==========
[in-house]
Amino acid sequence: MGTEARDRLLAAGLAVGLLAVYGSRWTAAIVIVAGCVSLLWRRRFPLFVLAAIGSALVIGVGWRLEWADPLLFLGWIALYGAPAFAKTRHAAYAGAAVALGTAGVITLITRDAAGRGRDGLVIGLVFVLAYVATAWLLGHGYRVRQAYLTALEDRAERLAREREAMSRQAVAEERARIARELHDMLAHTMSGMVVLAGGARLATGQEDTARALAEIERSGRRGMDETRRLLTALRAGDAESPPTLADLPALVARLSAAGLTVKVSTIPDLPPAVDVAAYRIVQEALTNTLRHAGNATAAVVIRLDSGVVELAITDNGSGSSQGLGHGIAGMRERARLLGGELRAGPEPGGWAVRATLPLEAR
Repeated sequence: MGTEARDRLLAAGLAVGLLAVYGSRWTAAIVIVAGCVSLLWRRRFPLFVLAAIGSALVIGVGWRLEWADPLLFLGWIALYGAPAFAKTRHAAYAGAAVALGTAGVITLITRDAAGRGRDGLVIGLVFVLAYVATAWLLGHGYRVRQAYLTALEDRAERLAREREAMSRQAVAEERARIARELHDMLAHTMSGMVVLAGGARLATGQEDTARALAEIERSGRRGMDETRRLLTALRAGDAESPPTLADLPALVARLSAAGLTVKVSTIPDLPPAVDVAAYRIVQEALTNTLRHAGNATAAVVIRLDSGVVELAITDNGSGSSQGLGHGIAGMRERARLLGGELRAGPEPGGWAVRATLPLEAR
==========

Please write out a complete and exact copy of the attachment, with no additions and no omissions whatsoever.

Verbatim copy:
[in-house]
Amino acid sequence: MGTEARDRLLAAGLAVGLLAVYGSRWTAAIVIVAGCVSLLWRRRFPLFVLAAIGSALVIGVGWRLEWADPLLFLGWIALYGAPAFAKTRHAAYAGAAVALGTAGVITLITRDAAGRGRDGLVIGLVFVLAYVATAWLLGHGYRVRQAYLTALEDRAERLAREREAMSRQAVAEERARIARELHDMLAHTMSGMVVLAGGARLATGQEDTARALAEIERSGRRGMDETRRLLTALRAGDAESPPTLADLPALVARLSAAGLTVKVSTIPDLPPAVDVAAYRIVQEALTNTLRHAGNATAAVVIRLDSGVVELAITDNGSGSSQGLGHGIAGMRERARLLGGELRAGPEPGGWAVRATLPLEAR
Repeated sequence: MGTEARDRLLAAGLAVGLLAVYGSRWTAAIVIVAGCVSLLWRRRFPLFVLAAIGSALVIGVGWRLEWADPLLFLGWIALYGAPAFAKTRHAAYAGAAVALGTAGVITLITRDAAGRGRDGLVIGLVFVLAYVATAWLLGHGYRVRQAYLTALEDRAERLAREREAMSRQAVAEERARIARELHDMLAHTMSGMVVLAGGARLATGQEDTARALAEIERSGRRGMDETRRLLTALRAGDAESPPTLADLPALVARLSAAGLTVKVSTIPDLPPAVDVAAYRIVQEALTNTLRHAGNATAAVVIRLDSGVVELAITDNGSGSSQGLGHGIAGMRERARLLGGELRAGPEPGGWAVRATLPLEAR